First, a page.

South African Apartheid
It is impossible to understand Nadine Gordimer’s fiction without having an understanding of the system of racial segregation, known as apartheid, under which South Africans lived between 1948 and 1992. Gordimer’s work, perhaps more than the work of any other South African writer (including fellow white writers André Brink and J. M. Coetzee), is inextricably linked to her political views and lifelong resistance to apartheid. With the lone exception of an early autobiographical work, all of Gordimer’s work addresses the effect of apartheid on South Africans of all classes and races, so much so that the Vice President of International PEN Per Wästberg, writing on the official Nobel Prize web site, calls Gordimer ‘‘the Geiger counter of apartheid.’’
Briefly, apartheid was a system of laws set up by the South African government designed to control the movements of the majority, non-white population. The laws dictated where blacks, Indians, and so-called ‘‘coloreds’’ could live and work and who they could marry. The purpose of apartheid was to allow the minority white population, which comprised less than 20 percent of the population, to consolidate political power and control over the majority population.
As liberation movements during the 1960s and 1970s spread through Africa, many colonial powers lost control of their power bases and were forced to cede power to blacks. South Africa remained the lone exception, and until civil unrest began to spread through the country in the late 1980s and effectively undermine the government’s control over the black population, the South African government continued to exert its political hold. However, the liberation movements throughout the continent spread to the South African borders, with Mozambique and Zimbabwe being transformed into black-controlled, leftist governments. As a defensive mechanism designed to keep the ideas of liberation and equality from being spread through its own black population, South Africa financially and militarily supported rebel groups in the border areas of Mozambique and Zimbabwe; throughout the late 1970s and 1980s the rural populations of those countries suffered through the effects of guerilla warfare. Entire villages were uprooted, and refugee camps made up of civilians fleeing the war were established along the South African borders.
This is the political and military background to ‘‘The Ultimate Safari.’’ The narrator’s family are, by all accounts, nonpolitical rural peasants who are forced into the war. The father is presumably killed in combat, and though the mother’s fate is less clear, it is presumed that she was kidnapped or killed by the rebel forces. After a series of rebel raids that have left the villages destitute, the narrator’s family, along with other members of their village, are forced to make the long trek through Kruger Park to one of the South African refugee camps.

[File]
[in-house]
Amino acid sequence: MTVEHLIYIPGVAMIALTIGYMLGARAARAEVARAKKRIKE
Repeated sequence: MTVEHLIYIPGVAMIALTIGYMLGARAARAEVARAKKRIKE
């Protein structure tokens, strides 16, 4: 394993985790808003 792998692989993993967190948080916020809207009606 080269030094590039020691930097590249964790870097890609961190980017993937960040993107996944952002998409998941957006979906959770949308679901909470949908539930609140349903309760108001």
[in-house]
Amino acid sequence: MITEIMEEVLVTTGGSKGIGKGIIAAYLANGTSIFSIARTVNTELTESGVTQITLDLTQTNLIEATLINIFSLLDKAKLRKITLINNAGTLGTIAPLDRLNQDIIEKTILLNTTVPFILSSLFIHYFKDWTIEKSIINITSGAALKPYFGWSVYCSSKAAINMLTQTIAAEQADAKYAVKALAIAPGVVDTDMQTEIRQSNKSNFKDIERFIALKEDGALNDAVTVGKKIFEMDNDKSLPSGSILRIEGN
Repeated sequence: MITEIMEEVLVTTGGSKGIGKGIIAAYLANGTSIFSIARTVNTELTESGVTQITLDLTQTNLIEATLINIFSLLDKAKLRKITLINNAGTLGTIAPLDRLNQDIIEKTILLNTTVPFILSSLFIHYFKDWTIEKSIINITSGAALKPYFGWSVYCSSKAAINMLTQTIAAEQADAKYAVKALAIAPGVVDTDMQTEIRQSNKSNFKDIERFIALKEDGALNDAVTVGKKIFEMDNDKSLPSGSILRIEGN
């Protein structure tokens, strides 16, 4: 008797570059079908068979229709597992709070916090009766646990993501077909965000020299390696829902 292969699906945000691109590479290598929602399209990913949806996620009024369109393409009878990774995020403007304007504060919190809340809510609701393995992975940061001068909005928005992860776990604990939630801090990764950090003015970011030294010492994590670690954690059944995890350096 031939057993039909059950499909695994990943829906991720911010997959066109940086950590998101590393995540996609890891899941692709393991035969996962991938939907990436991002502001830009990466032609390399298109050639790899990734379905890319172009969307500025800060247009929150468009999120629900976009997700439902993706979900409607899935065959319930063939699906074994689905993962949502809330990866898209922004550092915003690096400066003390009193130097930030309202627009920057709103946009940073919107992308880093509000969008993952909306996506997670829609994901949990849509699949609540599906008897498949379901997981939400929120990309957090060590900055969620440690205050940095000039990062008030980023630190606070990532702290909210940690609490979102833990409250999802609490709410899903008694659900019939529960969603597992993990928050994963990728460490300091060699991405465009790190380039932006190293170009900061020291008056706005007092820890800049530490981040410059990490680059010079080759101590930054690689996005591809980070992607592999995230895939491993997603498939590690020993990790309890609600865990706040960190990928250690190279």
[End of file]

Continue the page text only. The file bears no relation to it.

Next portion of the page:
Censorship and the Works of Nadine Gordimer
As part of the efforts to control its black population, the South African government strictly controlled the news and dissemination of information during much of Gordimer’s writing career. The press was either state-run or state-controlled, and severe measures of censorship were taken to control the information coming into and going out of the country. An outspoken critic of censorship, Gordimer saw several of her works banned upon publication, including her novel Burger’s Daughter, which was banned as a result of the Soweto uprisings. Because of this publishing climate, many of Gordimer’s novels and stories, including ‘‘The Ultimate Safari’’ and several other of the stories that make up the collection Jump and Other Stories, were published in Great Britain and the United States before being published in her native South Africa.
Ironically, for several years following the demise of apartheid in 1992, Gordimer’s 1981 novel July’s People was banned in a South Africa...
(The entire section is 2,200 words.)